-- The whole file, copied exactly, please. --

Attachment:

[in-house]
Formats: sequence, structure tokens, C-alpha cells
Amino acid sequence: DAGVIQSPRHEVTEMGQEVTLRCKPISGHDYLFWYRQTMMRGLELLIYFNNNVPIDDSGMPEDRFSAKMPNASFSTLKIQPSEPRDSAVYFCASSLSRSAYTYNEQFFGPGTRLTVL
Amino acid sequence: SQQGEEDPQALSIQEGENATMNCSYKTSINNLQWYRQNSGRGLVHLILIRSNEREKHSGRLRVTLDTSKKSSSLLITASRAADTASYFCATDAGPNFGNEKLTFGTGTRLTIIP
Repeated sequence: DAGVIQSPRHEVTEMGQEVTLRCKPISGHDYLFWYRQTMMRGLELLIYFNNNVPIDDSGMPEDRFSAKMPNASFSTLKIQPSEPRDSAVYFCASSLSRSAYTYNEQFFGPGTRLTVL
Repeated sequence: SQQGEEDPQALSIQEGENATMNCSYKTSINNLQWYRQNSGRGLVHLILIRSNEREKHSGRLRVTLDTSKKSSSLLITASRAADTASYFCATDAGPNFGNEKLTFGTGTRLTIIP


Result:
[in-house]
Formats: sequence, structure tokens, C-alpha cells
Amino acid sequence: DAGVIQSPRHEVTEMGQEVTLRCKPISGHDYLFWYRQTMMRGLELLIYFNNNVPIDDSGMPEDRFSAKMPNASFSTLKIQPSEPRDSAVYFCASSLSRSAYTYNEQFFGPGTRLTVL
Amino acid sequence: SQQGEEDPQALSIQEGENATMNCSYKTSINNLQWYRQNSGRGLVHLILIRSNEREKHSGRLRVTLDTSKKSSSLLITASRAADTASYFCATDAGPNFGNEKLTFGTGTRLTIIP
Repeated sequence: DAGVIQSPRHEVTEMGQEVTLRCKPISGHDYLFWYRQTMMRGLELLIYFNNNVPIDDSGMPEDRFSAKMPNASFSTLKIQPSEPRDSAVYFCASSLSRSAYTYNEQFFGPGTRLTVL
Repeated sequence: SQQGEEDPQALSIQEGENATMNCSYKTSINNLQWYRQNSGRGLVHLILIRSNEREKHSGRLRVTLDTSKKSSSLLITASRAADTASYFCATDAGPNFGNEKLTFGTGTRLTIIP